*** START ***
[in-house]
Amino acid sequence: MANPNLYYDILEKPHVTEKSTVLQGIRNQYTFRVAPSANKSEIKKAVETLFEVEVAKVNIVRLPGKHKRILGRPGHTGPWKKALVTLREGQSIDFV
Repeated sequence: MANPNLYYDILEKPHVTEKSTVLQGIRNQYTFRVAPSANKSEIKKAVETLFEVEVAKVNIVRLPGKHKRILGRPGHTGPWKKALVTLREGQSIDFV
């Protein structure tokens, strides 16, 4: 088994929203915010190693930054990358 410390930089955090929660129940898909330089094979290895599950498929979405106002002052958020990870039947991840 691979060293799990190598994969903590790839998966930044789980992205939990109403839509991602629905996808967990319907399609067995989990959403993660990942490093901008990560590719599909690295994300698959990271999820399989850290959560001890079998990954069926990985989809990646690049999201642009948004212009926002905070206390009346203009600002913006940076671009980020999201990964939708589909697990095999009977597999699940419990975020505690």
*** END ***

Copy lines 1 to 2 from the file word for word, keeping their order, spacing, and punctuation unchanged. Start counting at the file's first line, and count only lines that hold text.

[in-house]
Amino acid sequence: MANPNLYYDILEKPHVTEKSTVLQGIRNQYTFRVAPSANKSEIKKAVETLFEVEVAKVNIVRLPGKHKRILGRPGHTGPWKKALVTLREGQSIDFV